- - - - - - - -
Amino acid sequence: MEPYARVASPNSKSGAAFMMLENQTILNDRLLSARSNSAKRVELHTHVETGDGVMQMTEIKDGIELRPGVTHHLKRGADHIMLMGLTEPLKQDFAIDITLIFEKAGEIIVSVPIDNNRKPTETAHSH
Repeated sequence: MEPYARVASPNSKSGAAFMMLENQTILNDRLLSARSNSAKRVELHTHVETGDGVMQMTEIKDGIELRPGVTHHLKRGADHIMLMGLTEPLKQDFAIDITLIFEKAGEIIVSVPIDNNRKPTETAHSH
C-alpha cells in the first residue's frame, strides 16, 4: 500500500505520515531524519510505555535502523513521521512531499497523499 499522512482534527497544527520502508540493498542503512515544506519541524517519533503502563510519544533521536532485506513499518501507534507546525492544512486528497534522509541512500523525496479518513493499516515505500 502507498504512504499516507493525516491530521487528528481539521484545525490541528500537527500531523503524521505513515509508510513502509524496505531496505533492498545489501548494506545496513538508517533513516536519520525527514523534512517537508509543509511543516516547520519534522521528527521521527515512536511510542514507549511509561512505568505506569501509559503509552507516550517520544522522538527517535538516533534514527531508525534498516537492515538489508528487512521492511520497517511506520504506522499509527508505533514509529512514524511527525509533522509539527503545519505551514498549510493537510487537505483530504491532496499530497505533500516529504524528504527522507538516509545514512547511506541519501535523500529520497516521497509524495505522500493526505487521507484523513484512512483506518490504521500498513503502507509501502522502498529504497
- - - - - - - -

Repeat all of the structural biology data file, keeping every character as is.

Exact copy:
Amino acid sequence: MEPYARVASPNSKSGAAFMMLENQTILNDRLLSARSNSAKRVELHTHVETGDGVMQMTEIKDGIELRPGVTHHLKRGADHIMLMGLTEPLKQDFAIDITLIFEKAGEIIVSVPIDNNRKPTETAHSH
Repeated sequence: MEPYARVASPNSKSGAAFMMLENQTILNDRLLSARSNSAKRVELHTHVETGDGVMQMTEIKDGIELRPGVTHHLKRGADHIMLMGLTEPLKQDFAIDITLIFEKAGEIIVSVPIDNNRKPTETAHSH
C-alpha cells in the first residue's frame, strides 16, 4: 500500500505520515531524519510505555535502523513521521512531499497523499 499522512482534527497544527520502508540493498542503512515544506519541524517519533503502563510519544533521536532485506513499518501507534507546525492544512486528497534522509541512500523525496479518513493499516515505500 502507498504512504499516507493525516491530521487528528481539521484545525490541528500537527500531523503524521505513515509508510513502509524496505531496505533492498545489501548494506545496513538508517533513516536519520525527514523534512517537508509543509511543516516547520519534522521528527521521527515512536511510542514507549511509561512505568505506569501509559503509552507516550517520544522522538527517535538516533534514527531508525534498516537492515538489508528487512521492511520497517511506520504506522499509527508505533514509529512514524511527525509533522509539527503545519505551514498549510493537510487537505483530504491532496499530497505533500516529504524528504527522507538516509545514512547511506541519501535523500529520497516521497509524495505522500493526505487521507484523513484512512483506518490504521500498513503502507509501502522502498529504497